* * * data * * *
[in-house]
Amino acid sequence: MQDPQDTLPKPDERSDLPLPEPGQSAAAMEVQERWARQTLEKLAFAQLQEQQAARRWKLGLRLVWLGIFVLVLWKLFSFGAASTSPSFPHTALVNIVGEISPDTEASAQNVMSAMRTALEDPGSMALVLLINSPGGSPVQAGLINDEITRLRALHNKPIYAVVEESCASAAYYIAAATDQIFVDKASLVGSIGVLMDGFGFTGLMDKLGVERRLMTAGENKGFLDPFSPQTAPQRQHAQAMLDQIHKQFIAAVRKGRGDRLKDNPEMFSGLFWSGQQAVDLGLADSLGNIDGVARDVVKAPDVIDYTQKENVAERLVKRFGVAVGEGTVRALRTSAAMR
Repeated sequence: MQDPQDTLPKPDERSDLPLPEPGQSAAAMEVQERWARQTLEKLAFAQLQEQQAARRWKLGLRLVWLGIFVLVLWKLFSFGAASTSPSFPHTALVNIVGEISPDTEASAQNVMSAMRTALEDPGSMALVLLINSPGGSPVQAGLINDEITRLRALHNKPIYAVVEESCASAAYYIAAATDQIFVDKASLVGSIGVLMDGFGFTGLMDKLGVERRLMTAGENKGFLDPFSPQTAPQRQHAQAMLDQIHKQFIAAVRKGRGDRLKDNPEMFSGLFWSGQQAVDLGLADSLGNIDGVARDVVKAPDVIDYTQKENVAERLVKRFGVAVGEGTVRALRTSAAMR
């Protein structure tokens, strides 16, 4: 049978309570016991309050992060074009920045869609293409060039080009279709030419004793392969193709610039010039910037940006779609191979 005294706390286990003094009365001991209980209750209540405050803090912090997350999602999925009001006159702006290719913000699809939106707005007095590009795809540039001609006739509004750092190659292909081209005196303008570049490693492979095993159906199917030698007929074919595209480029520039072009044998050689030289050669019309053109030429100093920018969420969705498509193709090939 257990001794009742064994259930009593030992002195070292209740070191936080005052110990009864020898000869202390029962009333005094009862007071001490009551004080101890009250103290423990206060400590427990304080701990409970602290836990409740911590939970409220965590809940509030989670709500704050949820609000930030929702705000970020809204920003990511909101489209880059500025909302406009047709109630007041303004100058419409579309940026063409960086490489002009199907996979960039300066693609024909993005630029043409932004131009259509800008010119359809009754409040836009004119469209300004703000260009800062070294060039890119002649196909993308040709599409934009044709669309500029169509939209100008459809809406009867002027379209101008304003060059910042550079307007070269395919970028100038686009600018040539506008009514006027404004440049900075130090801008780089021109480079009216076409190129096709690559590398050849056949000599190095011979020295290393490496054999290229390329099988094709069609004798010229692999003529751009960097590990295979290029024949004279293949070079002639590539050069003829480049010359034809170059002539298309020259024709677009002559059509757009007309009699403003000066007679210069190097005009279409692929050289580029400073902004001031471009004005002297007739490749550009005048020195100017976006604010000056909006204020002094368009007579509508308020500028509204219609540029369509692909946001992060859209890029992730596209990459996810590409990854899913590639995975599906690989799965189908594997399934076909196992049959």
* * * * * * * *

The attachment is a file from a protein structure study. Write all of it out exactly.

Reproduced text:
[in-house]
Amino acid sequence: MQDPQDTLPKPDERSDLPLPEPGQSAAAMEVQERWARQTLEKLAFAQLQEQQAARRWKLGLRLVWLGIFVLVLWKLFSFGAASTSPSFPHTALVNIVGEISPDTEASAQNVMSAMRTALEDPGSMALVLLINSPGGSPVQAGLINDEITRLRALHNKPIYAVVEESCASAAYYIAAATDQIFVDKASLVGSIGVLMDGFGFTGLMDKLGVERRLMTAGENKGFLDPFSPQTAPQRQHAQAMLDQIHKQFIAAVRKGRGDRLKDNPEMFSGLFWSGQQAVDLGLADSLGNIDGVARDVVKAPDVIDYTQKENVAERLVKRFGVAVGEGTVRALRTSAAMR
Repeated sequence: MQDPQDTLPKPDERSDLPLPEPGQSAAAMEVQERWARQTLEKLAFAQLQEQQAARRWKLGLRLVWLGIFVLVLWKLFSFGAASTSPSFPHTALVNIVGEISPDTEASAQNVMSAMRTALEDPGSMALVLLINSPGGSPVQAGLINDEITRLRALHNKPIYAVVEESCASAAYYIAAATDQIFVDKASLVGSIGVLMDGFGFTGLMDKLGVERRLMTAGENKGFLDPFSPQTAPQRQHAQAMLDQIHKQFIAAVRKGRGDRLKDNPEMFSGLFWSGQQAVDLGLADSLGNIDGVARDVVKAPDVIDYTQKENVAERLVKRFGVAVGEGTVRALRTSAAMR
């Protein structure tokens, strides 16, 4: 049978309570016991309050992060074009920045869609293409060039080009279709030419004793392969193709610039010039910037940006779609191979 005294706390286990003094009365001991209980209750209540405050803090912090997350999602999925009001006159702006290719913000699809939106707005007095590009795809540039001609006739509004750092190659292909081209005196303008570049490693492979095993159906199917030698007929074919595209480029520039072009044998050689030289050669019309053109030429100093920018969420969705498509193709090939 257990001794009742064994259930009593030992002195070292209740070191936080005052110990009864020898000869202390029962009333005094009862007071001490009551004080101890009250103290423990206060400590427990304080701990409970602290836990409740911590939970409220965590809940509030989670709500704050949820609000930030929702705000970020809204920003990511909101489209880059500025909302406009047709109630007041303004100058419409579309940026063409960086490489002009199907996979960039300066693609024909993005630029043409932004131009259509800008010119359809009754409040836009004119469209300004703000260009800062070294060039890119002649196909993308040709599409934009044709669309500029169509939209100008459809809406009867002027379209101008304003060059910042550079307007070269395919970028100038686009600018040539506008009514006027404004440049900075130090801008780089021109480079009216076409190129096709690559590398050849056949000599190095011979020295290393490496054999290229390329099988094709069609004798010229692999003529751009960097590990295979290029024949004279293949070079002639590539050069003829480049010359034809170059002539298309020259024709677009002559059509757009007309009699403003000066007679210069190097005009279409692929050289580029400073902004001031471009004005002297007739490749550009005048020195100017976006604010000056909006204020002094368009007579509508308020500028509204219609540029369509692909946001992060859209890029992730596209990459996810590409990854899913590639995975599906690989799965189908594997399934076909196992049959």